By Joseph Almer Pedrajas
Malabon Mayor Antolin “Len Len” Oreta III paid tribute in an essay to his mother and former Senator Tessie “TAO” Aquino-Oreta, who passed away on Thursday night (May 14).
In a 17-paragraph essay posted on his Facebook page on Friday, Oreta recounted his mother’s life before she became a member of the Senate during the 11th Congress.
“She took up literature and history at Assumption Convent and received her international studies degree in Ciudad Ducal, Avila, Spain,” Oreta wrote in Filipino, “She became a reserve lieutenant colonel of the Philippine Air Force after getting a master’s degree in national security administration at the National Defense College of the Philippines.”
“Before becoming a senator, she had served as congresswoman for three consecutive terms, from 1987 to 1998, representing the lone district of Malabon-Navotas,” he added. “She also became an Assistant Majority Floor Leader for two times and [was] the first female lawmaker to be given such position.”
According to Oreta, his mother had since focused on issues concerning education, women, youth, jobs and opportunities, food and health, and the development of public facilities both in Malabon and other parts of the country.
In support of her advocacies, Aquino-Oreta filed some 280 bills during her stint in the Congress, with 79 being passed into law. In the Senate, she authored and co-authored some 197 Senate Bills and resolutions.
Oreta said among her most significant bills that were passed into law include: Republic Act (RA) No. 8980, the Early Childhood Care and Development Act; RA 8972, Solo Parent Act; RA 9053, Philippine Landscape Architecture Act; RA 8976, Philippine Micronutrient Fortification Program; RA 9003, Solid Waste Management Act; RA 8749, Clean Air Act; RA 8976 or Food Fortification Act; RA 8792, E-Commerce Act; RA 9105, Art Authentication Act; RA 9036 Philippine Science High School System Act; and R.A 9155, Governance of Basic Education Act.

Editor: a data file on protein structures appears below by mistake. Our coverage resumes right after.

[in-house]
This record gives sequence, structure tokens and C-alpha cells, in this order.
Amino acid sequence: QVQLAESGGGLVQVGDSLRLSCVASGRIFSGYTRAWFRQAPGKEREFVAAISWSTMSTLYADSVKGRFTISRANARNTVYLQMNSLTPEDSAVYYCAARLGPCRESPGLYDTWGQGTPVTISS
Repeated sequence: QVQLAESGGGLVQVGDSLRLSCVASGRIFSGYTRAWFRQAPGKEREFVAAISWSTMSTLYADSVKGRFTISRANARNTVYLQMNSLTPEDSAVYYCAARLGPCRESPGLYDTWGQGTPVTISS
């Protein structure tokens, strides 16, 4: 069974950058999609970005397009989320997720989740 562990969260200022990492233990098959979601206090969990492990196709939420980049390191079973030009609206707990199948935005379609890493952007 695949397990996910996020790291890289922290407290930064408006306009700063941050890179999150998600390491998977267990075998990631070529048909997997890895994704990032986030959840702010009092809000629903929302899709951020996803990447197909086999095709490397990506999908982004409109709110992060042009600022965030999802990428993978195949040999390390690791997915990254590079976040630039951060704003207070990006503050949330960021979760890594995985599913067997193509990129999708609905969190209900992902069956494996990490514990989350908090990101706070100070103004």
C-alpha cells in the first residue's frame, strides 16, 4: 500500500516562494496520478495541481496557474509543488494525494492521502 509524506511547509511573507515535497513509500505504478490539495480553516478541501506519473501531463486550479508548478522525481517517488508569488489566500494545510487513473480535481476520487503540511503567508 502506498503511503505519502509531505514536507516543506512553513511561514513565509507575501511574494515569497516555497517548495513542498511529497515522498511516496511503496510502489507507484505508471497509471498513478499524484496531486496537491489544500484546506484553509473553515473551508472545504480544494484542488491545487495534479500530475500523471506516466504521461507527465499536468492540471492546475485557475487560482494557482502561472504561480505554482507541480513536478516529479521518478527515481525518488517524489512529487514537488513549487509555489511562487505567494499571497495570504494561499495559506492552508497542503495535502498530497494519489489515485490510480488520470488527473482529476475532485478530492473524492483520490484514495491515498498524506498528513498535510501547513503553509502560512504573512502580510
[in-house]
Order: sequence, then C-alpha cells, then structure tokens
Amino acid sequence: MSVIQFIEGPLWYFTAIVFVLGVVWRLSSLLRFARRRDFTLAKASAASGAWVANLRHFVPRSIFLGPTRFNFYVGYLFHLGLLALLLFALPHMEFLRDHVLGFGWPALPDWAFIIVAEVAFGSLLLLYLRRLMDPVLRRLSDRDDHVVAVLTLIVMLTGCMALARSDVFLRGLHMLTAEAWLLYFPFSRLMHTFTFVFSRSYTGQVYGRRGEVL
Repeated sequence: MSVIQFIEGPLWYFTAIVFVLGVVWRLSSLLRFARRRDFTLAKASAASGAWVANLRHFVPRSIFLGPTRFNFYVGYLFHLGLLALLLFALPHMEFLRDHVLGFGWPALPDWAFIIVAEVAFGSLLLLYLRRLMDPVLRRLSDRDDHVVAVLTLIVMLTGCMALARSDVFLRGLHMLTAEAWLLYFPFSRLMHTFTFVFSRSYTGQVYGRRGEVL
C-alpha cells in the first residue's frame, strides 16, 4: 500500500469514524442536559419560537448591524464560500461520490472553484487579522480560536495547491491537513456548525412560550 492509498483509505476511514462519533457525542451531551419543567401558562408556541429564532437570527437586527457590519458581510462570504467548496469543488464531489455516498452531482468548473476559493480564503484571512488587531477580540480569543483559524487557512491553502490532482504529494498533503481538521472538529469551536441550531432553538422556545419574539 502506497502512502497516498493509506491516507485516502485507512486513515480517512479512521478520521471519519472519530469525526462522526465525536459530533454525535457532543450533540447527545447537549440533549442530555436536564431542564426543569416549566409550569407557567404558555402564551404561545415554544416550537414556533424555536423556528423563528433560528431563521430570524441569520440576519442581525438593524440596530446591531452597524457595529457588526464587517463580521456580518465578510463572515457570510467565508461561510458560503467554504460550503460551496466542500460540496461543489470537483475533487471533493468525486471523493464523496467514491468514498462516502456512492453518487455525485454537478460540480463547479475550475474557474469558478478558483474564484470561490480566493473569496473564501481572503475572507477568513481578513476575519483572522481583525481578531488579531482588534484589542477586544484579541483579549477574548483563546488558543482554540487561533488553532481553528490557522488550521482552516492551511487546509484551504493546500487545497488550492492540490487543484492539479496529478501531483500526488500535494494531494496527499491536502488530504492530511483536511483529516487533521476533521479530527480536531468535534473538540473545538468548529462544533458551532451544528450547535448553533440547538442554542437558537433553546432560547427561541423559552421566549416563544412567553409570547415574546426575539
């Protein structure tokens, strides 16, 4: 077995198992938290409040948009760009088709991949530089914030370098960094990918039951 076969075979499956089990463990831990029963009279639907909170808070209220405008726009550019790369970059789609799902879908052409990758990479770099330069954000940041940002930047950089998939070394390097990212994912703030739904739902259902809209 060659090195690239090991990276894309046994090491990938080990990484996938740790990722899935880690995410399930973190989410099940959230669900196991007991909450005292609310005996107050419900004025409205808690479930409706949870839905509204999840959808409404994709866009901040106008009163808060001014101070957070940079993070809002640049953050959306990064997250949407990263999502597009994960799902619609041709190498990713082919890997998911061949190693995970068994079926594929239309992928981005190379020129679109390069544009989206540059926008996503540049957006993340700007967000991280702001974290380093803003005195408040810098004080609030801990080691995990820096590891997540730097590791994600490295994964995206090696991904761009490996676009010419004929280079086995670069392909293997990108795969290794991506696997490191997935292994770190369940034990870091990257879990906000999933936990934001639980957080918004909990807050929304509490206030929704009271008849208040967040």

In 1999, an initiative called Project TAO was launched to push for the Teachers’ Advancement for Optimum Well-being, Oreta said.
“This was a nationwide survey of employment status, working conditions, and welfare benefits of public school teachers — the most comprehensive study in the history of the Philippine education,” Oreta wrote, noting that its database was turned over to the Department of Education Culture and Sports to be kept updated.
Oreta also said his mother was among those who pushed in 2000 for the issuance of pay slips of public school teachers, who previously did not know about their salary deductions “because they did not have basic documents to base on.”
Oreta also shared his mother’s remarkable words, including: “Education is the key to the improvement of the quality of life of Filipinos.”
The city mayor said Aquino-Oreta’s achievements and contributions will forever remain in the minds and hearts, not only of Malabon residents, but also of the Filipino people.
“We will be forever grateful to be loved and cared [for] by a strong woman like you. Malabon will miss you, Mom. I will always miss you,” he said.